It also seems, on the surface anyway, that Bigelow is no longer actively funding what were once his 'pet' projects.



posted on Nov, 12 2018 @ 09:24 AM
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a reply to: mirageman


“After a while the consensus was we really couldn’t find anything of substance.They produced reams of paperwork. After all of that there was really nothing there that we could find. It all pretty much dissolved from that reason alone—and the interest level was losing steam. We only did it a couple years....Source: www.politico.com...


A billionaire-obsessive with the topic funds a large team of world-class minds and comes to this conclusion; however this gets little news coverage at all really, while every hubcap on a string gets vast coverage.



posted on Nov, 12 2018 @ 10:52 AM
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a reply to: KellyPrettyBear

The biggest thing missing from ufology is honesty....

If there was honesty in ufology, I suspect ufology wouldn't exist...



posted on Nov, 12 2018 @ 11:33 AM
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a reply to: KellyPrettyBear

I think that the statement is a little misleading without the context Colm gave it. The problem they found was that they could not conduct any sort of scientific process against the phenomena. Which in the words of the Collins Elite is a preternatural sentient Phenomena. Or in Colonel Alexander's excellent summation a Precognitive Sentient Phenomena.

My guess is that you can't apply science to the phenomena, because it is not a natural rules based system. It's a little like trying to analyse a game of battleships using the scientific method whilst being unaware of the players. It's not a natural system, but it still obeys rules.

My point being, that the Phenomenology problem, whatever it is, is not a fundamental science problem. It's an 'intelligence' problem. In that, during the Cold War, scientific studies could only give answers to some potential problems. For instance, a new class of submarine and its capabilities. Science could only work on a subset of problems.

The real challenge was gathering useful intelligence data because you are playing against other minds.



posted on Nov, 12 2018 @ 12:13 PM
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a reply to: ctj83

Nice post.

Ultimately, we are playing against other people's unconscious minds.

I've been wondering for what? 5 or 10 years now? if you completely unhook the 'phenomenon' from the biological units creating it (human bodies), would it all just fade away? Does it have an independent existence from us?

We need to ask that question.

If every last christian in the world stopped believing in demons would they be gone? I think so. If every last Hindu stopped believing in Asura and Rakshasas would they go away? I imagine. If every last UFO believer stopped believing in UFOs would they go away? I think so.. other than in the sense of simple misidentifiations.

Now.. is it possible that some of these "group fields with tendrils into many humans" might someday break away and be fully independent? It's possible.. maybe it's already happened.. but humans created them in the first place.

Might this have happened billions of years ago with some other species in the Universe, and they now plague us too? That's possible, but it's better to stay focused on a human explanation first.. then if we completely understand that, then we can play 'bug hunt'.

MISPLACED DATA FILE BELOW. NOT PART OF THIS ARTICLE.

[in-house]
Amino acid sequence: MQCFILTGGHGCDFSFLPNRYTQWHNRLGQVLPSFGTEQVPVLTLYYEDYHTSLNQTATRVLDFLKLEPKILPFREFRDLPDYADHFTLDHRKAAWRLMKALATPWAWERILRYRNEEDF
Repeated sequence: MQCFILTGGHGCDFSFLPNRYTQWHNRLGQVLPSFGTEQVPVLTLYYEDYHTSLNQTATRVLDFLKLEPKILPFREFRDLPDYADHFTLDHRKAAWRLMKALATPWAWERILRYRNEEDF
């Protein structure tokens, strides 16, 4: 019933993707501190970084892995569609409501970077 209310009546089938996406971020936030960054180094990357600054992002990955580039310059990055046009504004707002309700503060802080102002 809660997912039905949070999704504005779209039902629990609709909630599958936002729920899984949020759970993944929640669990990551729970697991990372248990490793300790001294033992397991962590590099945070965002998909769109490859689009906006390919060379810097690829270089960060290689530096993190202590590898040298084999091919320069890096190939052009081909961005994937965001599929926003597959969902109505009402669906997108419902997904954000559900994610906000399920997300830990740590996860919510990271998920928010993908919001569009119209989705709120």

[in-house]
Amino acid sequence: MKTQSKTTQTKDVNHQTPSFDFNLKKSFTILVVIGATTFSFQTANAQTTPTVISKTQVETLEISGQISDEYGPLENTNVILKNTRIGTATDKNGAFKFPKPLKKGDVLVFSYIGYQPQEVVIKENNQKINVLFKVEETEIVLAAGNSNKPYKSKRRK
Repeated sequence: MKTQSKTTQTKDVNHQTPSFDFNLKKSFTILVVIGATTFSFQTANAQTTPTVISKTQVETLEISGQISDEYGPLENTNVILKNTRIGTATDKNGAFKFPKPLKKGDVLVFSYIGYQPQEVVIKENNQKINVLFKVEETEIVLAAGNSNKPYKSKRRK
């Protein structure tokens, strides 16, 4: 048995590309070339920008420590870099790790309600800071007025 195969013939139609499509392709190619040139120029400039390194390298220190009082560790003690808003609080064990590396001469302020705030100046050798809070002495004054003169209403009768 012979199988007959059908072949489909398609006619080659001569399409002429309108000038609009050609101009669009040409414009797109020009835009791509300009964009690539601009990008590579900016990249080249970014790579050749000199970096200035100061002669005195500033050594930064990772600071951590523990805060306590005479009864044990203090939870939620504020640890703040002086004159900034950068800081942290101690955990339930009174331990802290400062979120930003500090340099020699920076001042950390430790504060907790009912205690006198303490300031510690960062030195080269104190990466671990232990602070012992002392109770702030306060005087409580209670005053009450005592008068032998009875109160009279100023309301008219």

My opinion anyway.



posted on Nov, 12 2018 @ 12:22 PM
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you can't apply science to the phenomena


Of course you can't. It only exists in your head.

I am getting more and more the impression that this "phenomenon" nonsense is a psychological experiment, to see how many people will fall for the idea and how far it will evolve in their minds.

The response here on ATS seem to be pretty good. But I guess that is to be expected.



posted on Nov, 12 2018 @ 12:43 PM
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originally posted by: pigsy2400
a reply to: KellyPrettyBear

The biggest thing missing from ufology is honesty....

If there was honesty in ufology, I suspect ufology wouldn't exist...


Indeed.

The main things missing from UFOlogy are indeed honesty---and of course UFOs.

Transient phenomena don't rise to the level of a 'UFO'; they are just sufficient to generate UFO reports, then they stop existing.



posted on Nov, 12 2018 @ 12:56 PM
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a reply to: moebius

The experiences I have had I'm pretty certain weren't in my head..but I cannot be 100% certain because I don't have a belief system to apply an answer to whatever the phenomenon is. I'm a normal bloke too, not a crazy lala person..which ironically makes it harder to apply logic and a scientific approach... It would be easier if I was as mad as a Box of frogs lol. But I agree, science can only take us so far... Or the science hasn't matured enough yet to explain it.

This is not an attack/reaction to your post Moebius..these kind of discussions are very good and needed.


edit on p591228182400 by pigsy2400 because: (no reason given)



posted on Nov, 12 2018 @ 01:09 PM
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a reply to: moebius

I'm with Pigsy on this one.

It would probably be better for our human civilization as a whole, if we just stopped this UFO madness, the religion madness, the spiritual madness... and if we all became rational, kind and helpful to our fellow humans and built something real that was sustainable and wonderful. In fact---if the abrahamic faiths would stop.. I'd happily stop UFOlogy. It's all the same thing.